The Most Endangered Animals on the Planet—and Why They Remain Under Threat

We're entering into the biggest period of mass extinction of the last 65 million years. Newsweek

Scientists believe that Earth has suffered five mass extinctions. They were caused by cataclysmic natural disasters—an ice age, volcanoes spewing poison gas, and even a space rock smashing into the Earth.

Now it’s believed that the Earth is on the brink of another mass extinction. Scientists say that “the average rate of vertebrate species loss over the last century is up to 100 times higher” than in previous centuries, at the most conservative estimates.

But this massive loss of organic diversity doesn’t come from flaming asteroids or raging volcanoes. Scientists are putting the blame squarely on human activity. “Our global society has started to destroy species of other organisms at an accelerating rate,” the report says. This is setting into motion a “mass extinction episode unparalleled for 65 million years.”

The Trump administration seems indifferent at best. Despite the public appetite for NASA to focus on climate change as revealed in a recent Bloomberg poll, the Trump administration has instead re-focussed the agency’s budget towards space exploration.

Trump himself is openly skeptical about climate change, tweeting in 2012 that “the concept of global warming was created by and for the Chinese in order to make U.S. manufacturing non-competitive.”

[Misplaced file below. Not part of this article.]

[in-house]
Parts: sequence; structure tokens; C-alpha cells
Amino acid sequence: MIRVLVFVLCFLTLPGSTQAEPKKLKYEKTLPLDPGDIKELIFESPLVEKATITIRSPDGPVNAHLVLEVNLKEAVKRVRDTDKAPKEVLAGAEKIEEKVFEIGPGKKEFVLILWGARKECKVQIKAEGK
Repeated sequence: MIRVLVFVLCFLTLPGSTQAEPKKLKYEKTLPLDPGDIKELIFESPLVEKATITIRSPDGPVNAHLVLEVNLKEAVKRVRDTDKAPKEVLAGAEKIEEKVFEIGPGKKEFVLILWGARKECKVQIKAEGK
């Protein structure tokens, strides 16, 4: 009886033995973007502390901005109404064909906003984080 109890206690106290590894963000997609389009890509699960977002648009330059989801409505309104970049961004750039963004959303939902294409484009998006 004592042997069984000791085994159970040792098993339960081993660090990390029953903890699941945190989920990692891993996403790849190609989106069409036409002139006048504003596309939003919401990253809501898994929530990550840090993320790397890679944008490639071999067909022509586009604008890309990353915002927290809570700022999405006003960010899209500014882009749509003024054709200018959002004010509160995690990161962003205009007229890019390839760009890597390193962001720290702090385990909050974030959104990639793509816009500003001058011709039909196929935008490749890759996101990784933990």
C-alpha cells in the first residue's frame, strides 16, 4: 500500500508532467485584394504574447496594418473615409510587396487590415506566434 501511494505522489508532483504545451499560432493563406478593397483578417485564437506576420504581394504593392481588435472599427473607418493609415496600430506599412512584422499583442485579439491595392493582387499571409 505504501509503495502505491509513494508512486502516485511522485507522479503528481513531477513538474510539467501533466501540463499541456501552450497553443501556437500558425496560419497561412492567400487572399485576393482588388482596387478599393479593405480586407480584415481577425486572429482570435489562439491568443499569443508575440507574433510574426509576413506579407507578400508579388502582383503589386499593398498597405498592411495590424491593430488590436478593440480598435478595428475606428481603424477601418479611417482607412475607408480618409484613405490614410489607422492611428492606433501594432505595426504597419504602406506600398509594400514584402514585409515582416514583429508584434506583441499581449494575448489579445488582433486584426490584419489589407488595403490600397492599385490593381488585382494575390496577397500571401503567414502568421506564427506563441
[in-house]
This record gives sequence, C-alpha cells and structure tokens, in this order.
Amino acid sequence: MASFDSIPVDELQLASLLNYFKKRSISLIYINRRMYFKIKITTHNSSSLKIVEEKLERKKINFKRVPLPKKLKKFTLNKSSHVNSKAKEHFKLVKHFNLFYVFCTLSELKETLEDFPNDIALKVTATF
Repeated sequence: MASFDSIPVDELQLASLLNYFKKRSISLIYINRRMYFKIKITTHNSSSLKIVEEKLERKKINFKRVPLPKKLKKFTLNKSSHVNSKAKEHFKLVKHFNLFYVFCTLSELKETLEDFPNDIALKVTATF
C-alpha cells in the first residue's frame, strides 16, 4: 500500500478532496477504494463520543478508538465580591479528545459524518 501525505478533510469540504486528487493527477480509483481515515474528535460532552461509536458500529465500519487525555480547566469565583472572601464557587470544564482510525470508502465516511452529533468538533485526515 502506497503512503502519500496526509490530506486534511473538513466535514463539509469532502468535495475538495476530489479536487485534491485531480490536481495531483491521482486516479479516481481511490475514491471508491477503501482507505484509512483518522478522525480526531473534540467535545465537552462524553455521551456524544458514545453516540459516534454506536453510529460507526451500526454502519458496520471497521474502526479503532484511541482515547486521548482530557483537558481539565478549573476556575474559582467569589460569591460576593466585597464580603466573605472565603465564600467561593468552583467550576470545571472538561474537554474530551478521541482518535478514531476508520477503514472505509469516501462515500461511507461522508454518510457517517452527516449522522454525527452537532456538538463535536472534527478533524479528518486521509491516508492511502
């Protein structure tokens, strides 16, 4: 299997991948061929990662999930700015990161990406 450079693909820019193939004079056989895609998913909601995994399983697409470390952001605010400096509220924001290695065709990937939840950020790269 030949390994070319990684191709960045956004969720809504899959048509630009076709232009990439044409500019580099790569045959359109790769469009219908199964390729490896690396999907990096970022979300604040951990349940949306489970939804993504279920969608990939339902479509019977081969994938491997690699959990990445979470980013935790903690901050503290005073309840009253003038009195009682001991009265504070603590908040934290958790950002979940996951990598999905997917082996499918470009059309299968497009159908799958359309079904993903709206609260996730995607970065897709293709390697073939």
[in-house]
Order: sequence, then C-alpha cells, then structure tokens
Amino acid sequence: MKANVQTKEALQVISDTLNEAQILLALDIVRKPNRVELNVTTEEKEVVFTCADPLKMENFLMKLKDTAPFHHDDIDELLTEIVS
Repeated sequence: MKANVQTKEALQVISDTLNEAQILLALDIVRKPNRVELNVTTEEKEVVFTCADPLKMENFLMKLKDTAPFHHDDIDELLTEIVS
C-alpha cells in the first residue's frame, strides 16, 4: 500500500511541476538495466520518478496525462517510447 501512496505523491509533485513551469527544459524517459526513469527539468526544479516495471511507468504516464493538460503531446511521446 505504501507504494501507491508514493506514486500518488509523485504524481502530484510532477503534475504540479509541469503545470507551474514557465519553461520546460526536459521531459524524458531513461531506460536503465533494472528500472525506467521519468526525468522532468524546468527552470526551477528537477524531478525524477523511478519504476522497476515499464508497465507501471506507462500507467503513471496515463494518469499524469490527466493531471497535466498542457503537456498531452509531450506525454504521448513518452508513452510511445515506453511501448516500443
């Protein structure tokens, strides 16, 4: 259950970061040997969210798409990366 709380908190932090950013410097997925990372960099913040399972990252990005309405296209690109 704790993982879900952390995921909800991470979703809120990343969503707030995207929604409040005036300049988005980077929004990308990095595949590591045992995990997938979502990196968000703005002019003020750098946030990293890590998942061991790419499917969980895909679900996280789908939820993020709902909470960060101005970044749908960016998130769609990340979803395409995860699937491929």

Whatever he believes, the planet is getting hotter, losing huge swathes of forests while more plastics poison the sea. Along with the illegal wildlife trade, this has been a factor in many animal species vanishing, and many more becoming threatened—the IUCN Red List estimates the number is as high as 26,197, including plant life.

The World Wide Fund for Nature (WWF) have put together a species directory, listing which species are critically endangered, endangered, vulnerable or near threatened. This slideshow collects the animals at the top of their list, that are most in danger of disappearing completely.

From a chubby-cheeked orangutan to a tiny pygmy elephant, the extinction of any of these creatures would be a massive loss to biodiversity. Some of these animals were discovered as late as the 1990s, and their disappearance could take many clues about evolution and biological history with them. Here are the most endangered animals on the planet—and why their existence is threatened.

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Amur Leopard — Critically Endangered
This rare leopard, which can be found in the Russian Far East, can reach speeds of up to 37 miles per hour. There are thought to be less than 100 left in the wild, making it one of the rarest cats in the world. The leopard has been extensively hunted, and its habitat has been destroyed by logging and industrial development.
Sebastien Bozon/AFP/Getty Images
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Bornean Orangutan — Critically Endangered
The Bornean Orangutan, known for its distinctive large, fatty cheek pads called flanges, has seen its population halved over the last 60 years. Its habitat has shrunk by 55 percent over the last 20 years alone, and logging and hunting remain a threat.
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Black Rhino — Critically Endangered